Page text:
C291 Davidson thematic crop

Molecular differentiators of uterine leiomyosarcoma and endometrial stromal sarcoma

Leiomyosarcoma and endometrial stromal sarcoma are the most common types of uterine sarcoma, a group of rare and clinically aggressive mesenchymal cancers. These two sarcomas may have overlapping clinical presentation, morphology and protein expression profiles, making their diagnosis occasionally difficult. This article discusses molecular approaches that may be applied to the diagnosis of these two cancers and may generate data expanding our therapeutic options and patient outcome.

by Professor Ben Davidson

The majority of cancers affecting the uterine corpus are carcinomas, i.e. tumours of epithelial origin. Uterine sarcomas, tumours that are of mesenchymal origin, are a group of rare and clinically aggressive tumours constituting 7 % of all soft tissue sarcomas and 3 % of malignant uterine tumours [1, 2]. The most common entities within this group are leiomyosarcoma (LMS) and endometrial stromal sarcoma (ESS) [2, 3]. Although LMS and ESS are readily diagnosed based on morphology and a limited immunohistochemistry (IHC) panel in many cases, some tumours may pose diagnostic difficulty, and currently used antibodies are not 100 % sensitive or specific [4]. Improved understanding of the molecular make-up of these tumours may lead to more accurate diagnosis and better understanding of their biology, eventually improving our ability to design targeted therapy approaches with the objective of improving patient outcome.

The genetic make-up of ESS and LMS
Low-grade ESS, the more common type of ESS, is characterized by several gene rearrangements creating fusion genes, of which the first described was fusion of the zinc finger gene 1 JAZF1, located at 7p15, and JJAZ1, also termed SUZ12, at 17q21 through a 7;17-translocation. Other fusions in low-grade ESS include the one between JAZF1 and the PHD finger protein 1 gene (PHF1) in 6p21, as well as between PHF1 and enhancer of polycomb homologue 1 (EPC1) gene at 10p11 and the MYST/Esa1 associated factor 6 gene (MEAF6) at 1p34. X chromosome rearrangements include fusion of the open reading frame CXorf67 and the BCL-6 interacting corepressor (BCOR) gene, both at Xp11, with the MBT domain-containing protein 1 gene (MBTD1) at 17q21 and with the zinc finger CCCH-type containing 7B gene (ZC3H7B) at 22q13, respectively.

High-grade ESS is characterized by a fusion between the tyrosine 3/tryptophan 5 monooxygenase gene (YWHAE) gene at 17p13 and the NUT family member gene (NUTM2; previously known as FAM22) at 10q22, creating YWHAE-NUTM fusion through a 10;17-translocation (reviewed by Davidson and Micci, invited review submitted to Expert Rev Mol Diagn). These alterations were recently confirmed by analysis of the ESS transcriptome and/or whole-exome sequencing, including the application of next generation sequencing [5–7].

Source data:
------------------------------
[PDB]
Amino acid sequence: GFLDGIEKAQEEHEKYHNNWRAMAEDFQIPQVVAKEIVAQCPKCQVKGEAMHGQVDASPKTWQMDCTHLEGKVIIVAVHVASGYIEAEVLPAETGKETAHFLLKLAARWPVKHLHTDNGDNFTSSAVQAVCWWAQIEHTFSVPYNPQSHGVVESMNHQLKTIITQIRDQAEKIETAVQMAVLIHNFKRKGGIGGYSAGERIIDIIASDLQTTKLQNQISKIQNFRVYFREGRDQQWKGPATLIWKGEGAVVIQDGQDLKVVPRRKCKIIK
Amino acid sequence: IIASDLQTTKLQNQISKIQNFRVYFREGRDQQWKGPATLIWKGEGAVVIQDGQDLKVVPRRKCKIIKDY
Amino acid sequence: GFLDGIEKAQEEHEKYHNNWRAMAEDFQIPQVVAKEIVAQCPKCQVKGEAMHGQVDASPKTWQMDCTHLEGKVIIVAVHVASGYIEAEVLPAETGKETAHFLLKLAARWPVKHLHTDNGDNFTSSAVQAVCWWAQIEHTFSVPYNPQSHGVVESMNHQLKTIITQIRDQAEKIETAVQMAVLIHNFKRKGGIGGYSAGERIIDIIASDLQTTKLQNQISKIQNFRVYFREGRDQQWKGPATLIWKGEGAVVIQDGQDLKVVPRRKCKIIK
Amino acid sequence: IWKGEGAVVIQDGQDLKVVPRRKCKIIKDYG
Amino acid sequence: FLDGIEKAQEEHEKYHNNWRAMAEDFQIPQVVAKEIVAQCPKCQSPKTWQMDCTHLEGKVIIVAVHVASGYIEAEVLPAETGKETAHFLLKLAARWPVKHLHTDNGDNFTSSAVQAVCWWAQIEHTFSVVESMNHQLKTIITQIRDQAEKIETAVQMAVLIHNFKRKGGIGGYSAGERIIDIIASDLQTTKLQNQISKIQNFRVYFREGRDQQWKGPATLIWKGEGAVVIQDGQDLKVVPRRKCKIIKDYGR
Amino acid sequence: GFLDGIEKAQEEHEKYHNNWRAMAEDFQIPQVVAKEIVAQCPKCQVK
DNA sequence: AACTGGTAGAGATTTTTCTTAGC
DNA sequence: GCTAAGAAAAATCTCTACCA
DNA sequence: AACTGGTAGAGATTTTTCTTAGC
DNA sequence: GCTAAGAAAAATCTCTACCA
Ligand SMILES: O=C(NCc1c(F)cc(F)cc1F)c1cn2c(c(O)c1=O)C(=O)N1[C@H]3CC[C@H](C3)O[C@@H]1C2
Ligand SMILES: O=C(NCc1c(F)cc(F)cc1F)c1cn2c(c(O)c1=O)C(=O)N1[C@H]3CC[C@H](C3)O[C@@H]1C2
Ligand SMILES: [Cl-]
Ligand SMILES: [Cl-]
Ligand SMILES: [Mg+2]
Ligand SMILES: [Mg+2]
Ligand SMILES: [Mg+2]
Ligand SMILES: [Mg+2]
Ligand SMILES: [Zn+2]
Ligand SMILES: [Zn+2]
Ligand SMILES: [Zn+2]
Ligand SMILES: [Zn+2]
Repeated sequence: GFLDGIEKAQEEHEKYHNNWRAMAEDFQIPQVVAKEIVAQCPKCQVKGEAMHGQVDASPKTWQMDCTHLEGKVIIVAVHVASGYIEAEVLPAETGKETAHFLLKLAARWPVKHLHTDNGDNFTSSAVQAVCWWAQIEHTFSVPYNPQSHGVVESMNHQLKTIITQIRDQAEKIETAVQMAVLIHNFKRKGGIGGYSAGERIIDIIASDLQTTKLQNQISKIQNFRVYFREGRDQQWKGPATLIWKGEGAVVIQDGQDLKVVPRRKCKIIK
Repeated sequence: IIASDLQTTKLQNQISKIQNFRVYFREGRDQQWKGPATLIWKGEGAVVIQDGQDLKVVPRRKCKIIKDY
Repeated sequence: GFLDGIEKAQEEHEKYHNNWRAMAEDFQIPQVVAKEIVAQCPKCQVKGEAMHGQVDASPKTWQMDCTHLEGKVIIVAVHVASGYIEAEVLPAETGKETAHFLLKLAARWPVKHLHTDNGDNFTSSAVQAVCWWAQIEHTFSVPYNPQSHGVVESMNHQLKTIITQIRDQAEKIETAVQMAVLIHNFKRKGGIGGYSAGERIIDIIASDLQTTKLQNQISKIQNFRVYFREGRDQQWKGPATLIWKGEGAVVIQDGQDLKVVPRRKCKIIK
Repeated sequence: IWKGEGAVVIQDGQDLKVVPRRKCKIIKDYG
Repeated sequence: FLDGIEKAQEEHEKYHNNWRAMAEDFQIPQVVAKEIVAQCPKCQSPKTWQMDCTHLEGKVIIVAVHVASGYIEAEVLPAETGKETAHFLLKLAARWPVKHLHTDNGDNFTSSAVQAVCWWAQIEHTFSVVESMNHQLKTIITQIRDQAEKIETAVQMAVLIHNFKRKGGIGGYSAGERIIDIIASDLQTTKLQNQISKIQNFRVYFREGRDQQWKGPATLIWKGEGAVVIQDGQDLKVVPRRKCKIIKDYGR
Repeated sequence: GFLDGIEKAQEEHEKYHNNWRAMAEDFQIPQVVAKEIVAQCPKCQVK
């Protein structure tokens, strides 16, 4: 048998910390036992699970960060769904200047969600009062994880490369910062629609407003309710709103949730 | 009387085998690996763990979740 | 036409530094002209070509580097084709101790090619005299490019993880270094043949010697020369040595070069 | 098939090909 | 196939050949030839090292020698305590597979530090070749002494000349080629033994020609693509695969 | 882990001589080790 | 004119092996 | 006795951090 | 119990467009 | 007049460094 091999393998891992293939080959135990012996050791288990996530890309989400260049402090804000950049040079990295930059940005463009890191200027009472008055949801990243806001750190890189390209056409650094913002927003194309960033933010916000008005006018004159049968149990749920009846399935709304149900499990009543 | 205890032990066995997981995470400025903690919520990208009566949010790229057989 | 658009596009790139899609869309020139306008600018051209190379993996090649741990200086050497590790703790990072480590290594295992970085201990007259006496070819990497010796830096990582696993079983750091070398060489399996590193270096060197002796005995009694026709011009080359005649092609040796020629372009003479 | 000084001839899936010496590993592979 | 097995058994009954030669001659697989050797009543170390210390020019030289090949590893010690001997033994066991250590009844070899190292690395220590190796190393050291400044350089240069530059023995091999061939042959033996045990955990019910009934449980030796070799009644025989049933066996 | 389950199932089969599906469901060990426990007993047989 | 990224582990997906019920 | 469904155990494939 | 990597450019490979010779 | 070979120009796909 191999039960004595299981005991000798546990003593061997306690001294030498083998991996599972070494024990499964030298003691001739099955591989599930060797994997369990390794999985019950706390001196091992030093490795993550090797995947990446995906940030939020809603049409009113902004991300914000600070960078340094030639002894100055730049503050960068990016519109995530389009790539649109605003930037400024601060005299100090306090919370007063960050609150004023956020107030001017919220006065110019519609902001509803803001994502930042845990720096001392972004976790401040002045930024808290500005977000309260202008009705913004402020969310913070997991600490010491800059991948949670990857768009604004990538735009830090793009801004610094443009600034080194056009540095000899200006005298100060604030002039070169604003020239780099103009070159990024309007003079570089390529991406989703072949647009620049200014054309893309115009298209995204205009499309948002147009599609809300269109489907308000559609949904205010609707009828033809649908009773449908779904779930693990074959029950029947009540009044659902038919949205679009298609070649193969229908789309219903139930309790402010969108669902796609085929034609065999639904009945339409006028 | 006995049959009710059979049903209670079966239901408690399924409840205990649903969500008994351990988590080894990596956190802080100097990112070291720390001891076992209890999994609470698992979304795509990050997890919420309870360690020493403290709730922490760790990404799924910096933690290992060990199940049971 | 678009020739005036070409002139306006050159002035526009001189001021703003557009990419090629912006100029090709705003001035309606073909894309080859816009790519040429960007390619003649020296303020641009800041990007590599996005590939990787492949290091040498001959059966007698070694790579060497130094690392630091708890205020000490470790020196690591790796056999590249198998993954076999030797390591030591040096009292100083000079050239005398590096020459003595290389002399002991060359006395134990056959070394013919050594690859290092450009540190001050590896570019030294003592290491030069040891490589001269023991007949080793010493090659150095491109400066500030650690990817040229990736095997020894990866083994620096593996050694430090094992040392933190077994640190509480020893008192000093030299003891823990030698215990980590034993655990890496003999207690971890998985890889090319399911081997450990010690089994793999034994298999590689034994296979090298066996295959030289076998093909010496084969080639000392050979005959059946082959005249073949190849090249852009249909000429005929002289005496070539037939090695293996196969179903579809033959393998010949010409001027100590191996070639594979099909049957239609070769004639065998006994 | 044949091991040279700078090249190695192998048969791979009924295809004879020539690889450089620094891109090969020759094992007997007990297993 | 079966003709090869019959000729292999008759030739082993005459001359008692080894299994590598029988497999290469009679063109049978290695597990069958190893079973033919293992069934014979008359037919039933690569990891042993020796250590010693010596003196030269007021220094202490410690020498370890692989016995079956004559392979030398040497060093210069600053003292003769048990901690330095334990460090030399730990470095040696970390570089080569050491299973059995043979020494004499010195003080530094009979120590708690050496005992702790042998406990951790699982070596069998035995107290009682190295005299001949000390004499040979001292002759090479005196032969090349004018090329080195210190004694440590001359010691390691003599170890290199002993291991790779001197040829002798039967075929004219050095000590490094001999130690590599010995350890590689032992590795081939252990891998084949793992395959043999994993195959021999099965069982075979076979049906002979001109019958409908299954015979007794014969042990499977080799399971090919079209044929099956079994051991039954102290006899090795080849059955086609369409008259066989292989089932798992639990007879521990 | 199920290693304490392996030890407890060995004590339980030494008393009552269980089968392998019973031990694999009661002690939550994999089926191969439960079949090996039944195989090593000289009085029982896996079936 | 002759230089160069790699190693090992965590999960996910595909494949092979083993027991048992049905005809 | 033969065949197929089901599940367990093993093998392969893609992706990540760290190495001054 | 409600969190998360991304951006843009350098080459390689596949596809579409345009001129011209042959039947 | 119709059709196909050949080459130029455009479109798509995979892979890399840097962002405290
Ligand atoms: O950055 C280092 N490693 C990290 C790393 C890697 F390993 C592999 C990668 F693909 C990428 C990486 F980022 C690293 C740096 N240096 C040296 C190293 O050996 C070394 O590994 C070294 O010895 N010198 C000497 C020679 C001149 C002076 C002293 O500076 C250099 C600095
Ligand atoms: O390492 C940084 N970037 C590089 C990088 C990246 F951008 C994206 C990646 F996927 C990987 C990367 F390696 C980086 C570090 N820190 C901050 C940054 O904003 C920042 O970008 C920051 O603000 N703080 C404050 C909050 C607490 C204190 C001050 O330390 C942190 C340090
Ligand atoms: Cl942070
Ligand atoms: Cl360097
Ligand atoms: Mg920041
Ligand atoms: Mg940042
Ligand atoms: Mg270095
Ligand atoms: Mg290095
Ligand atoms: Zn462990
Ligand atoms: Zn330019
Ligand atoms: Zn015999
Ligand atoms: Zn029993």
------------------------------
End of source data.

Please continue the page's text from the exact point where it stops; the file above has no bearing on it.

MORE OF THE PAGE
The body of data with respect to the molecular characteristics of LMS is more limited. An observation found in several studies is the presence of exon 2 mutations in the mediator complex subunit 12 (MED12) gene on chromosome band Xq13.1 in some LMS. MED12 protein forms complex with MED13, cyclin-dependent kinase 8 (CDK8), and cyclin C, termed the CDK8 submodule of the Mediator, the mediator being a large multiprotein complex regulating transcription [8]. Though less frequent in LMS compared to leiomyomas, the benign counterpart of LMS, this finding appears to be absent in other malignant soft tissue sarcomas, and is rare in carcinomas, and is thus potentially relevant in the diagnostic setting (reviewed by Croce & Chibon [9]).

RNA sequencing of 99 LMS, of which 49 were uterine, identified 3 distinct molecular subtypes. Leiomodin (LMOD1) and ADP-ribosylation factor-like 4C (ARL4C) were found to be markers for type I and II tumours, respectively, and the latter group was associated with poor prognosis when located in the uterus [10].

Comparative molecular analysis of ESS and LMS
Our group performed two studies of uterine LMS and ESS with the aim of identifying novel biomarkers that may expand the arsenal of markers currently used in diagnosing these tumours, as well as improving our understanding of their unique biology.

In the first study, the gene expression profiles of 7 ESS and 13 LMS were compared using the HumanRef-8 BeadChip from Illumina. We identified 549 unique probes that were significantly differentially expressed in the two tumour entities, of which 336 and 213 were overexpressed in ESS and LMS, respectively. Genes found to be overexpressed in ESS included CCND2, ECEL1, ITM2A, NPW, SLC7A10, EFNB3, PLAG1 and GCGR, whereas genes overexpressed in LMS included FABP3, TAGLN, CDKN2A, JPH2, GEM, NAV2 and RAB23. qPCR analysis confirmed these differences for 14 of 16 genes selected for validation. Five protein products were selected for validation by IHC, including the LMS markers fatty acid binding protein (FABP3), transgelin (TAGLN) and neuron navigator 2 (NAV2) and the ESS markers cyclin D2 (CCND2) and integral membrane protein 2A (ITM2A). All were found to be significantly differentially expressed in LMS vs ESS (Fig. 1) [11]. Data for FABP3, TAGLN, NAV2 and CCND2 were recently confirmed in a large (approx. 350 tumours) uterine sarcoma series [Davidson et al., manuscript submitted].